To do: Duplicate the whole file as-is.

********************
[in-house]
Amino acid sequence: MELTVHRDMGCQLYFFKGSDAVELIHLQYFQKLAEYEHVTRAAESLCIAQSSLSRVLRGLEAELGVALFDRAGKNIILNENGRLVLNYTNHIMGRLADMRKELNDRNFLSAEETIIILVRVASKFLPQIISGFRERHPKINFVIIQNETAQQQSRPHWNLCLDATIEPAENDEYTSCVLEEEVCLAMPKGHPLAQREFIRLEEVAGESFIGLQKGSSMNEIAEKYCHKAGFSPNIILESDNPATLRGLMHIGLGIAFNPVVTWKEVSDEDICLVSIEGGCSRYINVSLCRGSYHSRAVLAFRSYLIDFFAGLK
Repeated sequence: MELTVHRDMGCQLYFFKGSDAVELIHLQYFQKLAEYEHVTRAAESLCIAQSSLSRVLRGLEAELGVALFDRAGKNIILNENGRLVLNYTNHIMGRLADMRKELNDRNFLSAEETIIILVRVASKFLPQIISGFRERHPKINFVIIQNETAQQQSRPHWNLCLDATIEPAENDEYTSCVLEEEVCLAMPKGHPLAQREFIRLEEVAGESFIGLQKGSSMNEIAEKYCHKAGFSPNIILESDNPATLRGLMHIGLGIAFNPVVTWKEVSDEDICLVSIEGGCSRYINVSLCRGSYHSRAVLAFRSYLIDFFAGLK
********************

[in-house]
Amino acid sequence: MELTVHRDMGCQLYFFKGSDAVELIHLQYFQKLAEYEHVTRAAESLCIAQSSLSRVLRGLEAELGVALFDRAGKNIILNENGRLVLNYTNHIMGRLADMRKELNDRNFLSAEETIIILVRVASKFLPQIISGFRERHPKINFVIIQNETAQQQSRPHWNLCLDATIEPAENDEYTSCVLEEEVCLAMPKGHPLAQREFIRLEEVAGESFIGLQKGSSMNEIAEKYCHKAGFSPNIILESDNPATLRGLMHIGLGIAFNPVVTWKEVSDEDICLVSIEGGCSRYINVSLCRGSYHSRAVLAFRSYLIDFFAGLK
Repeated sequence: MELTVHRDMGCQLYFFKGSDAVELIHLQYFQKLAEYEHVTRAAESLCIAQSSLSRVLRGLEAELGVALFDRAGKNIILNENGRLVLNYTNHIMGRLADMRKELNDRNFLSAEETIIILVRVASKFLPQIISGFRERHPKINFVIIQNETAQQQSRPHWNLCLDATIEPAENDEYTSCVLEEEVCLAMPKGHPLAQREFIRLEEVAGESFIGLQKGSSMNEIAEKYCHKAGFSPNIILESDNPATLRGLMHIGLGIAFNPVVTWKEVSDEDICLVSIEGGCSRYINVSLCRGSYHSRAVLAFRSYLIDFFAGLK